WATER / OUR MOST VALUABLE RESOURCE
- Water covers 3/4 of our planet and is the most abundant substance on earth. There are about 359 Billion gallosn stored in our oceans, frozen in glaciers, and captured in underground rock formations.
- Water makes up 2/3 of our bodies, and its the main substance found in all living tings. Without water life wouldn't be able to exist today.
- It cost money to treat, process and deliver water to your home.
- One of the most important jobs for all of us is to protect our water supplies. Although water is the most common substance on earth - there is a catch, most of it is salt water. There is still a lot of water for us to use, but not so much that we can afford to waste it.
- Water is often polluted or threatened with pollution. Providing water that's clean and safe is a big challenge.
WHERE DOES OUR WATER COME FROM?
- The water hydrologic cycle is natures system for moving water through our environment.
- The sun heats the earth's land and water surfaces and the water cycle begins.
- Water evaporates from oceans, lakes, forests and fields, animals and plants.
- The evaporated moisture is carried into the atmosphere and falls back to earth as rain and snow.
- The water runs into our rivers, lakes and oceans. It is absorbed by the soil, or it seeps into underground formations called aquafers.
- The water cycle never ends.
- People in North America are lucky to have large supplies of water. We depend on water from 2 sources: surface water~ - lakes, streams, rivers, ponds, dams and reservoirs (or) ground water - water found in underground formation.
HOW DOES WATER GET TO OUR HOMES?
- Water is collected from surface sources that are replenished by rainfall.
- Treatment facilities make our water safe to drink.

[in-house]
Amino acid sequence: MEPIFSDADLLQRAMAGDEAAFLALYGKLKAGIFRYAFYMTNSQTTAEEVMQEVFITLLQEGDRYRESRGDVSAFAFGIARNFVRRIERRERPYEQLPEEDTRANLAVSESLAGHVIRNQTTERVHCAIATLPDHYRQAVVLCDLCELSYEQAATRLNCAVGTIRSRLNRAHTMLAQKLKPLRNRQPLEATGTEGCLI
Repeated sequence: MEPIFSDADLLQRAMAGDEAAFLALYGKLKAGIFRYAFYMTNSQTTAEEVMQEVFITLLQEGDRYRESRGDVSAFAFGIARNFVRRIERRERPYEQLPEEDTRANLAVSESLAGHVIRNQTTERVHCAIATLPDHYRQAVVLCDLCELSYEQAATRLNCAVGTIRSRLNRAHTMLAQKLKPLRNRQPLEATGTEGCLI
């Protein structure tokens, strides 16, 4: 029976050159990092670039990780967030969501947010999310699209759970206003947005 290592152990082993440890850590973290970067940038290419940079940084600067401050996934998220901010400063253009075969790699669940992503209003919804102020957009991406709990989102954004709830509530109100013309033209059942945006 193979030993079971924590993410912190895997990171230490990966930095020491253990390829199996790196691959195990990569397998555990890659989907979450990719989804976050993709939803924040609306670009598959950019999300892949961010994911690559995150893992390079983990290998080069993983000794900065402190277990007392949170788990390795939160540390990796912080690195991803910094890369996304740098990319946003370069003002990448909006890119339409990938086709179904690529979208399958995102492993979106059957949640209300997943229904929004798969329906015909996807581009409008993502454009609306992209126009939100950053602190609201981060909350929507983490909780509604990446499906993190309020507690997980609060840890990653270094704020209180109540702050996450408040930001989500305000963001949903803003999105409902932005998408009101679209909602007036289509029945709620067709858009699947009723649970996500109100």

- Water is pumped to your home through underground pipes.
- The result is water at the turn of a faucet whenever it is needed.
DOES POLLUTION THREATEN OUR WATER SUPPLIES?
- Today water supplies can be threatened by many toxic chemicals. These chemicals can be a health risk even in very small amounts.
- Even groundwater can be contaminated by poisonous chemicals. Because groundwater moves slowly, it can remain polluted for hundreds of years.
- Some types of pollutants that can enter our supplies are bacteria, organic chemicals, toxic metals, phosphorous, radioactivity and other inorganic chemicals.
HOW HARD IS NORTH ANDOVER'S WATER?
North Andover's water is very soft as we fall in the 20-30 ppm range, which is 1.2-1.8 grains per gallon..
Hardness in Parts Per Million:
- Less than 61, Soft (3.6 grains per gallon)
- 61 to 120, Moderately Hard (3.6 to 7.0 grains per gallon)
- 121 to 180, Hard (7.1 to 10.5 grains per gallon)
- More than 181, Very Hard
WHAT IS METHYL TERTIARY-BUTYL ETHER?
Methyl tertiary-Butyl Ether, is used as an oxygenate additive to gasoline. It was first used in the late 1970’s as a replacement for lead to boost octane and more recently to promote complete burning and reduce emissions of carbon monoxide and organic combustion products. MtBE is a concern to drinking water suppliers because of its potential risk to human health, and tendency to migrate rapidly in groundwater, and its resistance to conventional water treatment processes. The primary sources of MtBE in urban water supplies are releases from gasoline powered recreational watercraft and atmospheric deposition through precipitation of industrial or vehicular emissions. MtBE has yet to be found in our source of drinking water but with the recent passing of the ban on the use of gasoline engines on the lake our chances for contamination have been greatly reduced.
WHAT ABOUT MERCURY?
Mercury is a naturally occurring metal that moves between the water, air and soil as a result of natural and human activities. It enters the environment from sources such as coal-fired power plants, mining and smelting of various ores, and the improper disposal of consumer products manufactured with it. In its organic form, methylmercury accumulates in sediment and fish. It becomes more concentrated as it moves up the food chain to humans and other animals that eat the fish. Even though mercury was found in certain types of fish in Lake Cochichewick it was not found in our treated drinking water.